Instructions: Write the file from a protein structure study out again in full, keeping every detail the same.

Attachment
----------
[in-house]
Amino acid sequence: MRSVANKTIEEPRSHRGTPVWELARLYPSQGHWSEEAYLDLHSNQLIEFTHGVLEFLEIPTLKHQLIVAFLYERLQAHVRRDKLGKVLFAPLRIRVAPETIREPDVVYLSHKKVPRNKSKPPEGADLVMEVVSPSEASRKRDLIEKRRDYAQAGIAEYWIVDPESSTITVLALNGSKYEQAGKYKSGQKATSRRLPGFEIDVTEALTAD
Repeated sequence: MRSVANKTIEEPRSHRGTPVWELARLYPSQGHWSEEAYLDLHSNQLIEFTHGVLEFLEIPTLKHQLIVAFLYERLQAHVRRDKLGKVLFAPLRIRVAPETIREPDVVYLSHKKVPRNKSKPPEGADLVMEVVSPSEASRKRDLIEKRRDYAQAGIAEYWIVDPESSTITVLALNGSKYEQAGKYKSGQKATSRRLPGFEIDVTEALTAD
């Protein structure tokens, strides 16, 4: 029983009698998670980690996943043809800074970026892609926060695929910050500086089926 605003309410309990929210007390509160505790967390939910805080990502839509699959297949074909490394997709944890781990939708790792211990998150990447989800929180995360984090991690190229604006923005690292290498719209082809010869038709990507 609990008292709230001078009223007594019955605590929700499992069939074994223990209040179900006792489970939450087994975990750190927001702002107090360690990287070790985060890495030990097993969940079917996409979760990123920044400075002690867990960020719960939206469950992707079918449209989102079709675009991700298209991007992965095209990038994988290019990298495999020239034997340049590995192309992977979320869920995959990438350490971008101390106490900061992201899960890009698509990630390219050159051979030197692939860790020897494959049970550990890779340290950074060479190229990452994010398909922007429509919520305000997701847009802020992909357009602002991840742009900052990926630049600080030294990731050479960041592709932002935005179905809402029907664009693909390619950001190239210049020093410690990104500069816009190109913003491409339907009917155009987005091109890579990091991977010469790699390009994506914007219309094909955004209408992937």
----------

[in-house]
Amino acid sequence: MRSVANKTIEEPRSHRGTPVWELARLYPSQGHWSEEAYLDLHSNQLIEFTHGVLEFLEIPTLKHQLIVAFLYERLQAHVRRDKLGKVLFAPLRIRVAPETIREPDVVYLSHKKVPRNKSKPPEGADLVMEVVSPSEASRKRDLIEKRRDYAQAGIAEYWIVDPESSTITVLALNGSKYEQAGKYKSGQKATSRRLPGFEIDVTEALTAD
Repeated sequence: MRSVANKTIEEPRSHRGTPVWELARLYPSQGHWSEEAYLDLHSNQLIEFTHGVLEFLEIPTLKHQLIVAFLYERLQAHVRRDKLGKVLFAPLRIRVAPETIREPDVVYLSHKKVPRNKSKPPEGADLVMEVVSPSEASRKRDLIEKRRDYAQAGIAEYWIVDPESSTITVLALNGSKYEQAGKYKSGQKATSRRLPGFEIDVTEALTAD
């Protein structure tokens, strides 16, 4: 029983009698998670980690996943043809800074970026892609926060695929910050500086089926 605003309410309990929210007390509160505790967390939910805080990502839509699959297949074909490394997709944890781990939708790792211990998150990447989800929180995360984090991690190229604006923005690292290498719209082809010869038709990507 609990008292709230001078009223007594019955605590929700499992069939074994223990209040179900006792489970939450087994975990750190927001702002107090360690990287070790985060890495030990097993969940079917996409979760990123920044400075002690867990960020719960939206469950992707079918449209989102079709675009991700298209991007992965095209990038994988290019990298495999020239034997340049590995192309992977979320869920995959990438350490971008101390106490900061992201899960890009698509990630390219050159051979030197692939860790020897494959049970550990890779340290950074060479190229990452994010398909922007429509919520305000997701847009802020992909357009602002991840742009900052990926630049600080030294990731050479960041592709932002935005179905809402029907664009693909390619950001190239210049020093410690990104500069816009190109913003491409339907009917155009987005091109890579990091991977010469790699390009994506914007219309094909955004209408992937």